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Green strategies that help market new fabrics

Innovation isn't always about manufacturing, it is sometimes about processes. Fabric and green clothing are areas that are experiencing a renaissance in marketing innovation with the new interest in "green" products. What we find when we look beyond the headlines is that not only is the initial manufacturing process important to consider, but the follow-on assembly into finished products.

Of The Earth has taken the sustainable strategy of certifying their fabric processes and their organic origination. They have also expanded the variety of fabrics being used in their finished fabric products -- another marketing advantage that not every company can meet or beat.

Of The Earth designs and markets clothing that allows people to live simply while dressing in style and comfort. The Bend, Oregon company is a leading developer of environmentally sustainable fabrics, having introduced new blends of organic cotton, hemp, silk, wool, ramie, linen, tencel, soy, bamboo, yak and cashmere. The company is establishing a new industry standard by seeking organic certification of all fibers used in its entire product line. Of The Earth currently has third-party USDA and IFOAM organic certification on soy, linen and cotton.

Of The Earth garments and accessories are available worldwide under the company's brand name and a growing number of private labels. Of The Earth donates ten percent of its net profits to the Of The Earth Foundation in support of grass-roots environmental and humanitarian causes worldwide.

But...what is Tencel?

According to NewFibers.com Tencl is the first new fiber in over 30 years. TENCEL has been called this century's greatest advancement in fiber technology.

Lyocell is produced from cellulose, the main material in plant cells, and constitutes a new fibre for clothing, hygiene, medical and technical applications. The production process for Lyocell is environmentally friendly -- the fibre has all the advantages of a natural material and is 100% bio-degradable.

And it is not just bed linen, quilts, filling fibres for mattresses, covers and a host of other things which are made of Lyocell. These materials known as "fleece materials" or "Non-Wovens" contain fibres in the form of fabrics, in which the former -- depending on the respective process -- are deliberately placed on one another, felted, needled or pressed. Moreover, they are, in the main, combined with other functional fabrics. Baby nappies, wipes, plasters and surgical wipes, tea bags, serviettes , cushion covers, protective covers for CD’s, filter materials, hat rests in cars or insulating mats when building houses can all be made out of Tencel.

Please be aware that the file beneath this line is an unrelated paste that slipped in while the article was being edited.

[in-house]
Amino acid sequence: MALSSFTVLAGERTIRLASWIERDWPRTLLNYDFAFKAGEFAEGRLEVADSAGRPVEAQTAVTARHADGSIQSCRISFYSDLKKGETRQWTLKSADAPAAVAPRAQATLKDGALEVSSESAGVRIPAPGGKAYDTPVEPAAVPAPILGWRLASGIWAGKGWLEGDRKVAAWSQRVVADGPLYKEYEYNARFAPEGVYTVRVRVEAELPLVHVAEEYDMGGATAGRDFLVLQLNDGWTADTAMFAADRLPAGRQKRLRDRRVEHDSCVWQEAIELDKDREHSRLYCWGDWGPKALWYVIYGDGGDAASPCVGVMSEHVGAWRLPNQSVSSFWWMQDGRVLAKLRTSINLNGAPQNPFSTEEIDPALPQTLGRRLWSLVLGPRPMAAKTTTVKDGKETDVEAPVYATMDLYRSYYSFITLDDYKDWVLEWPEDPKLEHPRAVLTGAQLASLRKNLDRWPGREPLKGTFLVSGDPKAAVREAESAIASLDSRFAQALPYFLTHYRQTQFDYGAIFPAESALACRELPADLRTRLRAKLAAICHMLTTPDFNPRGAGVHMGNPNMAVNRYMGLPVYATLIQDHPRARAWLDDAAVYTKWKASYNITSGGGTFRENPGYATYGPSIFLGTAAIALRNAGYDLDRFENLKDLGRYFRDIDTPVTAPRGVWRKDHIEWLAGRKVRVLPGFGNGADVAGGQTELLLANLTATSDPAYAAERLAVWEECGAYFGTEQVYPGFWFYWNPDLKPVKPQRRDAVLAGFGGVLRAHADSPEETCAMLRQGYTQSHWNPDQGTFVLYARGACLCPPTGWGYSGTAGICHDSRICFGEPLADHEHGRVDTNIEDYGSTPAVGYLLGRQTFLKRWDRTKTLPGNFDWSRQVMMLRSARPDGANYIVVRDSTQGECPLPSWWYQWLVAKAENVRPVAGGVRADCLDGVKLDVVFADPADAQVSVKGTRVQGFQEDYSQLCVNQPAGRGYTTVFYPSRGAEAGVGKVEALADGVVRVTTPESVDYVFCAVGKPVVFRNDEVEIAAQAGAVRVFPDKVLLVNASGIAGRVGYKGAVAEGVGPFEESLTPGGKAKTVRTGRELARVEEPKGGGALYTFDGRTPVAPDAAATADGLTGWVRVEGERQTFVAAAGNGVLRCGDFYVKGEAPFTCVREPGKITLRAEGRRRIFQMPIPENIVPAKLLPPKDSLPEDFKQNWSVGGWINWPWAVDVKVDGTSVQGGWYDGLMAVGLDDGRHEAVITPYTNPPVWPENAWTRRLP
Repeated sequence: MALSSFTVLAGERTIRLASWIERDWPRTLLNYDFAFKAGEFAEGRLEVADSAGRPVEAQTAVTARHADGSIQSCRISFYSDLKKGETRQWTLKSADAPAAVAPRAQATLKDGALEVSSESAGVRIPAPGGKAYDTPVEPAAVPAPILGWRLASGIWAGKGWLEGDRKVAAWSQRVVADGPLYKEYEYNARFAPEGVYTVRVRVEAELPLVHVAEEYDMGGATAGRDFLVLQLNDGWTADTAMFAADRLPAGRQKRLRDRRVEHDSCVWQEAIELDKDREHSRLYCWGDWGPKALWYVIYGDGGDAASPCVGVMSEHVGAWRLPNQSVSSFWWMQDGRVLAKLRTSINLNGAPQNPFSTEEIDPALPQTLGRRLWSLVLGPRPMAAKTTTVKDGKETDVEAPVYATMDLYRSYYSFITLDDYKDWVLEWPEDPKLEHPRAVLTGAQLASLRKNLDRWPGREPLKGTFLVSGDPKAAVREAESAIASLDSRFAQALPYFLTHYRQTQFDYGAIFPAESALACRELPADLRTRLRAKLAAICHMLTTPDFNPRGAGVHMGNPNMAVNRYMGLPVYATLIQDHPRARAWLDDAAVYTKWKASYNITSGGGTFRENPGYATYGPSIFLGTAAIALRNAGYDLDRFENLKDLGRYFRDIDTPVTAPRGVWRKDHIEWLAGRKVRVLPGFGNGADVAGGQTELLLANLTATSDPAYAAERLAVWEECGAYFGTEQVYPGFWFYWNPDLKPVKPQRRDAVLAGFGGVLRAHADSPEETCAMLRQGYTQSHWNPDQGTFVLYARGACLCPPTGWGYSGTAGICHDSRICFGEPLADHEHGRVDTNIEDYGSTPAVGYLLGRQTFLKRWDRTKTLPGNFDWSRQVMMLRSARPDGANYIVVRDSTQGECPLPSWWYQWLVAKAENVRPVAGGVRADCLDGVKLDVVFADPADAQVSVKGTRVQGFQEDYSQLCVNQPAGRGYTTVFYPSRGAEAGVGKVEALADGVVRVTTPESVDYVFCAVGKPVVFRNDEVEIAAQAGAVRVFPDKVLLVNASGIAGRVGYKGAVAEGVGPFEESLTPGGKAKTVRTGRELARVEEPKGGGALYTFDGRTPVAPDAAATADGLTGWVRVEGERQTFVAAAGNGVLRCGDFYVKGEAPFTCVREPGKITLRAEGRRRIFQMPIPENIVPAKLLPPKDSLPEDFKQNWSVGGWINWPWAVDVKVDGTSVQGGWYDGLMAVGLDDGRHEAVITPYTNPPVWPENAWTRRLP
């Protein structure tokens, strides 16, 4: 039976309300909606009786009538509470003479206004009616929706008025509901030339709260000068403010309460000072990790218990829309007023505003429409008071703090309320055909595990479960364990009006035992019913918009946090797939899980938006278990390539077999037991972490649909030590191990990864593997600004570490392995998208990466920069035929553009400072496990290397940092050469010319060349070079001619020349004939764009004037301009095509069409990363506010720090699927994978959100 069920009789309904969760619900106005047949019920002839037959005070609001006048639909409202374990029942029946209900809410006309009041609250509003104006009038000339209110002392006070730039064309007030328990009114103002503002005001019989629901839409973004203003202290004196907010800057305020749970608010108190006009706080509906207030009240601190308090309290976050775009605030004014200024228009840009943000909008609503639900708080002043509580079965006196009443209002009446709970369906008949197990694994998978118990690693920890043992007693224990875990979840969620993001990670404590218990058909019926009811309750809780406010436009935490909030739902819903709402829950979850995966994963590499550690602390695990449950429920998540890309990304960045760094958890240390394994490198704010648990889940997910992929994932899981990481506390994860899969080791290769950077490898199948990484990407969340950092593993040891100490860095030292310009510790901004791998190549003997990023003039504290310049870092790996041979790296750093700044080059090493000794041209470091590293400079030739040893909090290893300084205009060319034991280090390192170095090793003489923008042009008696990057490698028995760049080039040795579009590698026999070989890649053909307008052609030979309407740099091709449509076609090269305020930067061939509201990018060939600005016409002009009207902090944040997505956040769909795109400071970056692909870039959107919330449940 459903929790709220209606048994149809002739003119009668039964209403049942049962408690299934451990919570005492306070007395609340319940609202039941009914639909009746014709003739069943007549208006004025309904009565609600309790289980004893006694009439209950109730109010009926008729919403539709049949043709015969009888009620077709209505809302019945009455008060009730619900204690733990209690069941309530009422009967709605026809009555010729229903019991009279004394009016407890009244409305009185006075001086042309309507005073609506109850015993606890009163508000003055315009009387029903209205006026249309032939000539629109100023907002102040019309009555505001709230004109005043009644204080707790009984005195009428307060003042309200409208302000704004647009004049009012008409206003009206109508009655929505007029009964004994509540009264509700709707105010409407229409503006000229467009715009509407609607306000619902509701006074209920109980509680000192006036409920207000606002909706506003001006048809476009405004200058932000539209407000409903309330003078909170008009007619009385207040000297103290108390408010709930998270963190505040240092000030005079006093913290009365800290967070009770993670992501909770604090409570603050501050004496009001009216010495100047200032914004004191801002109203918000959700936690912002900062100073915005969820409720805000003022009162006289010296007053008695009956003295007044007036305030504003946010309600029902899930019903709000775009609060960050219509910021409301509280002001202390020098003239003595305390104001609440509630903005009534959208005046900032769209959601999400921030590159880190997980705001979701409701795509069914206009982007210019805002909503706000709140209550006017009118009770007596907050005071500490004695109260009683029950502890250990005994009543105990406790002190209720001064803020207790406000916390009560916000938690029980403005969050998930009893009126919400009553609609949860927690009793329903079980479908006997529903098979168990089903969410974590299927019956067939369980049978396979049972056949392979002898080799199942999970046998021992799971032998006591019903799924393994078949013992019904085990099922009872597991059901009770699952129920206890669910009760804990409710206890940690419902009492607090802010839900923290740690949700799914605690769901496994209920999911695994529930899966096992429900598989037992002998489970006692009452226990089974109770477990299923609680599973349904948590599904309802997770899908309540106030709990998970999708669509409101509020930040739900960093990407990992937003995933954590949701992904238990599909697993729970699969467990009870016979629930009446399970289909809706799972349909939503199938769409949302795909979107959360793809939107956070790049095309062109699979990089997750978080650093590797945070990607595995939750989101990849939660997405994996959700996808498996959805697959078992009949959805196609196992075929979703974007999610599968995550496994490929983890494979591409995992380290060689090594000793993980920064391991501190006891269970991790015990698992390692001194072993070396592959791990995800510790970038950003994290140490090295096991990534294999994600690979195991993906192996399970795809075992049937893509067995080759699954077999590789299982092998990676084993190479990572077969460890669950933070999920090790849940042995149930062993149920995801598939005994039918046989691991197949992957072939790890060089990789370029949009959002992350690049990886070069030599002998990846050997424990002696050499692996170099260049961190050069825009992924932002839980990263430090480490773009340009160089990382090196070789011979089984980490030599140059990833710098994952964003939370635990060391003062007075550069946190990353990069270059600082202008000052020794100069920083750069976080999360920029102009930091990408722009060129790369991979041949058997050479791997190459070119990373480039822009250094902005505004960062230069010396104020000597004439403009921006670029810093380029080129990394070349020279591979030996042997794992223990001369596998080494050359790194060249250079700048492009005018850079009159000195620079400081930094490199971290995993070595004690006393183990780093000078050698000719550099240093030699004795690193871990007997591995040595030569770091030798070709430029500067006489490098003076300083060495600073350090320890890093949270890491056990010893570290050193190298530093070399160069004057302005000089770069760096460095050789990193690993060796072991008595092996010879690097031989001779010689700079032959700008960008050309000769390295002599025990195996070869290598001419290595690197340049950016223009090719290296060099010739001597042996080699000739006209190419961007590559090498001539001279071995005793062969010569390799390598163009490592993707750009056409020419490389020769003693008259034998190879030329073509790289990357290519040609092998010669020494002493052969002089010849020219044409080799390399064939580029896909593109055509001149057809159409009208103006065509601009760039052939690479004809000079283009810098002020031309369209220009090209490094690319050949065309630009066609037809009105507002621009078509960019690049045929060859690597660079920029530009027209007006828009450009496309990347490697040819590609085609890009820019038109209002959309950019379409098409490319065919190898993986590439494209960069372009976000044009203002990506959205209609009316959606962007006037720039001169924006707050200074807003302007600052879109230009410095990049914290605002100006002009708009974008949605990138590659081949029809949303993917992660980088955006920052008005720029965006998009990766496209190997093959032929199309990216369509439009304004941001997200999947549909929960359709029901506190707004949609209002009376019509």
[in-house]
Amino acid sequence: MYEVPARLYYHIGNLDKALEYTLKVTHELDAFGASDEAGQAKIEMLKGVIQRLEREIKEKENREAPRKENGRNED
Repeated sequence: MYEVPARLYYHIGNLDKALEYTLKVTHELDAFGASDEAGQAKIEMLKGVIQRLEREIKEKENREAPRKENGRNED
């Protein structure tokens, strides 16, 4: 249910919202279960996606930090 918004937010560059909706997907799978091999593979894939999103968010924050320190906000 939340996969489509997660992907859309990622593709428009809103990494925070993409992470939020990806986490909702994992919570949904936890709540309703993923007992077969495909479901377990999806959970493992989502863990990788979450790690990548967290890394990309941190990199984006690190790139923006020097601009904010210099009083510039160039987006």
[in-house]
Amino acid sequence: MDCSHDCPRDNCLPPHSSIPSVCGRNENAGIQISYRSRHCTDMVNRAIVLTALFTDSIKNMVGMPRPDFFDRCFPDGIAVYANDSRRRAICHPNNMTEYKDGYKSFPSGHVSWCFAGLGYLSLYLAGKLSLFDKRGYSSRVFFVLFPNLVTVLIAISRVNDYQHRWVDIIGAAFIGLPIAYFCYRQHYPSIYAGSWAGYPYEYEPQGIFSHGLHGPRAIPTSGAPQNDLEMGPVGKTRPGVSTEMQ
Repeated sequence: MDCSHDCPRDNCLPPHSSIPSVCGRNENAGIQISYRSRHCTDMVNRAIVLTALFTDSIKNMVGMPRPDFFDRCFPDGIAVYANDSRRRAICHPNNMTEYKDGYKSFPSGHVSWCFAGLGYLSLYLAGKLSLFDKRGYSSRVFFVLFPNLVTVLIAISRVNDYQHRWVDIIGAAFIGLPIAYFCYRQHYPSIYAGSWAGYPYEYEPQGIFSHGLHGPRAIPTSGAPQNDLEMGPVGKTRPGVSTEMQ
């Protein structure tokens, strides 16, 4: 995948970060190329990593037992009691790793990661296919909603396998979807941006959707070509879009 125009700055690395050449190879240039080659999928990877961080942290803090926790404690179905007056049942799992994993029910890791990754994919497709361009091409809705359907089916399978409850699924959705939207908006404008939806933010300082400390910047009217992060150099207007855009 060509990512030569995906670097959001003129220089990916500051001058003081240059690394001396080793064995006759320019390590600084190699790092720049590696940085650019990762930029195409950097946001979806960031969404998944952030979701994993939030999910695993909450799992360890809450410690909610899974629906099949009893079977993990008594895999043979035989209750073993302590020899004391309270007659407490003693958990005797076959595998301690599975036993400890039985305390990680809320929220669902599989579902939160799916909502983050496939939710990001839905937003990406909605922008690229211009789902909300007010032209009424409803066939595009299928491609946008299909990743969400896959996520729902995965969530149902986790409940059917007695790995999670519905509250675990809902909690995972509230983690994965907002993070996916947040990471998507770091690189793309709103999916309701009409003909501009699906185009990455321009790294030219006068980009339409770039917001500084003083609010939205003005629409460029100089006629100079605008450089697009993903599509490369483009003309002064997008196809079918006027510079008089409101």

I got so excited when I read about this new fabric so, of course, I researched further and found this article at Organicclothing.blogs.com that says, "Sustainable but not necessarily healthy."

Organic_Clothing brings us a thorough overview of this new "Tencel" fabric.

Tencel(R) has gained acceptance within the mainstream fashion industry and also in the eco-fashion industry as being a natural fiber that has a flattering drape and is soft, luxurious, breathable, naturally wrinkle-resistant, and environmentally sustainable.

The solvent to digest the wood pulp can be toxic but about 99% is recovered and recycled.

Lyocell fiber is eco-friendly since products made from it can be recycled and lyocell is biodegradable because it is a cellulosic fiber.

Most of the manufacturing facilities that produce lyocell fibers are in the U.S., Europe, and Asia. Processes, including the chemicals that they use, can vary considerably.

But fabric processes go one step further. After the slurry is made it must be turned into that flat sheet we call fabric. While production of lyocell fibers is generally eco-friendly and environmentally sustainable, the process of turning lyocell fibers into fabric and garments can use many of the same harsh, and even toxic, chemicals and processes used in conventional garments.

Dyes in particular can be difficult to use with Lyocell fibers -- so the chemical processes used to color the fabric might not be so eco-friendly. One could conclude that, as with most products, natural colors are probably much more eco-friendly overall and more healthful next to your skin.

Read more about this process and to balance your opinion about the level of sustainability these products deliver with their finished products.